In the 2012 presidential election the IRS managed to stifle a whole raft of Tea Party groups throughout the country by stalling on their application for 501(c)(4) status. The IRS would ask endless bizarre questions and then never deny their application so they could not appeal. No decision, no appeal.
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When this hit the news after President Obama was reelected he said he was shocked, yes, shocked that there was political gamesmanship going on at the IRS. Democrat senators weren’t shocked. They had asked the IRS to stop giving nonprofit status to Tea Party groups.
Now the 2014 mid-term elections are coming up and the Obama administration, through its Treasury Department, is going to codify what the IRS did allegedly on its own during the 2012 election. It made the announcement during the Thanksgiving weekend when most were watching football games or in a tryptophan-induced stupor. In other words, nobody was paying attention.
The deadline to comment on the new rules is Feb. 27.
The original law for 501(c)(4) groups was created in 1959 for civic leagues and social welfare groups. Existing rules say the groups can qualify for social welfare status and donor anonymity if they are “primarily engaged in promoting in some way the common good of the people of a community.”
We don’t see the IRS or the U.S. Treasury as capable of regulating free speech, let along deciding what is “the common good of the people of the community.” In fact, they shouldn’t be doing it at all. It’s bad enough that there are clearly those whose taxes are audited for political purposes. And the IRS is supposed to figure out how to fine those who don’t buy Obamacare. Now the IRS wants to regulate political speech, though it’s clear it already did that in 2012 by stonewalling Tea Party-style groups or any groups that appeared conservative.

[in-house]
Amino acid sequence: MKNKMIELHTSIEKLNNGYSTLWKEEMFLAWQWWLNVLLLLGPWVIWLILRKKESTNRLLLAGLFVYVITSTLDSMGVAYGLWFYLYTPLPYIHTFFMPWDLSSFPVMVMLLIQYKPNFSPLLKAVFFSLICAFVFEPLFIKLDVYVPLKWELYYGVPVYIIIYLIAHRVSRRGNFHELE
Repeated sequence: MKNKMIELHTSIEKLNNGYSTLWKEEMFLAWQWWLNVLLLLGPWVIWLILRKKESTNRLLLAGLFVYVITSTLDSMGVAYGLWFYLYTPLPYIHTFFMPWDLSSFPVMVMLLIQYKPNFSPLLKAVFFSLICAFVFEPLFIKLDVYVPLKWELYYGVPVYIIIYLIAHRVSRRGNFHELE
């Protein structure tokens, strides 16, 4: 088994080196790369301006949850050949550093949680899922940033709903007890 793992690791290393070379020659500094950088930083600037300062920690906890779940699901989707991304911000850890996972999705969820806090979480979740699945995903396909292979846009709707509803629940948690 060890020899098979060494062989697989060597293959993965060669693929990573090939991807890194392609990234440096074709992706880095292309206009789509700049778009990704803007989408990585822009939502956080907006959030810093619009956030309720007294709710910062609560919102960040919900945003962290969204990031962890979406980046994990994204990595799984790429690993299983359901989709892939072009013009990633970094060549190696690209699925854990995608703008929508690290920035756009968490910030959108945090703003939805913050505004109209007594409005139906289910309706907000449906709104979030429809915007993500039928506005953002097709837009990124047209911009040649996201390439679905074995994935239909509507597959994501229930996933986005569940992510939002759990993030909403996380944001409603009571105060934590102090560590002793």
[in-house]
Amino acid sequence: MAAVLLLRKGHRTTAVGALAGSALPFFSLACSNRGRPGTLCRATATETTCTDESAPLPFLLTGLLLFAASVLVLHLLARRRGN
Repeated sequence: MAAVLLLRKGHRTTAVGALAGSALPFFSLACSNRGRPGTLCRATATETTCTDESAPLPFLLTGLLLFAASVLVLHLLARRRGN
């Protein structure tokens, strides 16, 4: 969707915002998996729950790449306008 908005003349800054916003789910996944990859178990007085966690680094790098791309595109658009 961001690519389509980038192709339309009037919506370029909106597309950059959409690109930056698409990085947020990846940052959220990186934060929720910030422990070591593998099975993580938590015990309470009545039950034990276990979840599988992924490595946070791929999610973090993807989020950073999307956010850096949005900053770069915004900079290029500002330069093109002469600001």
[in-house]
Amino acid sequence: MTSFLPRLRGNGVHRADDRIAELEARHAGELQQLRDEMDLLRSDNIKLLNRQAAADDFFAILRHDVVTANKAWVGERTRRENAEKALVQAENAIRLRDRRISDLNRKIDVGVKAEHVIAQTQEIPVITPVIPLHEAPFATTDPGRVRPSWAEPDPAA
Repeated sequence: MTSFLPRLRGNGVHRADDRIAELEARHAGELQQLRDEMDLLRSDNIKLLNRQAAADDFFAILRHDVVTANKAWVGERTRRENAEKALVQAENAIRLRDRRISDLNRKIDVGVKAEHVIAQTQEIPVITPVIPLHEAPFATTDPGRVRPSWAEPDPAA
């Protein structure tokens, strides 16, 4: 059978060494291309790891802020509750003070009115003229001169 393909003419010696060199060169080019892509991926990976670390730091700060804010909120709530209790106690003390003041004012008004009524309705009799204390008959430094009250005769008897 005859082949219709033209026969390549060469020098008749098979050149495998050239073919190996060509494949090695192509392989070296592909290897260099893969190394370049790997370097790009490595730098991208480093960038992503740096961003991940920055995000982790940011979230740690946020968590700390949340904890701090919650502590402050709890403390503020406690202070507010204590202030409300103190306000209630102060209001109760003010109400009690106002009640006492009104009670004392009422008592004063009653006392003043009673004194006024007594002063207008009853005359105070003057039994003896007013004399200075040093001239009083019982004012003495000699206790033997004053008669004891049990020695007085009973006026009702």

These groups have as much of a right to educate the public about issues and the size and reach of the federal government as the Sierra Club or the unions.
As noted in a Washington Post analysis Nov. 29 by Matea Gold, “‘Treasury and the IRS drew a very deep and troubling line in the sand,’ the Alliance for Justice, an association of more than 100 nonprofit groups on the left, said in a statement. ‘Though the new definitions attempt to clarify existing rules, they also create a danger to citizen participation in our democracy.'”
That is an exception, though. Generally Republicans in Congress are opposed, especially while they are still investigating the IRS scandal of target Tea Party-style groups, but Democrats in Congress support new rules.
Among some of the proposed rules are outlawing voters guides and voter registration by social welfare groups. The voter guides couldn’t mention political candidates, even if the guides only discussed their voting record, something any number of nonprofit groups do now, saying how well they vote on environmental issues or how well they vote on business issues.
Among the rules proposed is the following, which would be a proscribed activity: “Holding an event within 60 days of a general election (or within 30 days of a primary election) at which a candidate appears as part of the program.”
God forbid that somebody with a 501(c)(4) organization should sponsor a candidate forum to inform the public within two months of a general election.
“This is part of ongoing efforts within the IRS that are improving our work in the tax-exempt area,” said IRS Acting Commissioner Danny Werfel, according to the IRS’s Website on this issue. “Once final, this proposed guidance will continue moving us forward and provide clarity for this important segment of exempt organizations.”
“Improving our work in the tax exempt area?” That means improving their ability to stab the American public in the back.